RAMBLES ABOUT BURWASH 35
in 1620. It is surrounded by most charming woods, and the adjoining lands have as much seclusion and jungle mystery as any lover of nature could desire.
I was told in the village, the house derives its name from the fact that a grasping builder so abated his men's wages, that it was always referred to by them as " Batemans," and the name endured.
There are some fine oak-panelled rooms in the house, and it changed hands many times before Rudyard Kipling became lawfully seized and possessed of it.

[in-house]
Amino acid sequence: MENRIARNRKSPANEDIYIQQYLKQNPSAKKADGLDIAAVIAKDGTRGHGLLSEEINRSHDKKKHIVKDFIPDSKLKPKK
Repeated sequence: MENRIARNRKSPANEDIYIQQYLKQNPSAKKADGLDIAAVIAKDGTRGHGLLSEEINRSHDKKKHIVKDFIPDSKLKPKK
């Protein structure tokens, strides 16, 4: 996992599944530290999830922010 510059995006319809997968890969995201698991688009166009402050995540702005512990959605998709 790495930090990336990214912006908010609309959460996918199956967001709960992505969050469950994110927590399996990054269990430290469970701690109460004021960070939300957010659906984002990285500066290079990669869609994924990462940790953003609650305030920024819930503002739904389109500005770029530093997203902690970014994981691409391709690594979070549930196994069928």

A Mr. John Britain, who lived at " Batemans," died and was buried in Burwash in 1707. In " Sussex Folk and Sussex Ways " Cocker Egerton tells us that the history of " Batemans " is very hazy, and the date over the door is about the only fact that is not questioned. He also mentions that the house contained some old Sussex " dogs " (called variously " brand-irons," " and-irons," or " end-irons"), bearing the date 1585, but they were taken away by Mr. Stevenson when he left the farm about 1873.
It appears that Pook Hill is the old name for a farm and farm house not far from Burwash Weald, and bordering on Dallington Forest, Lord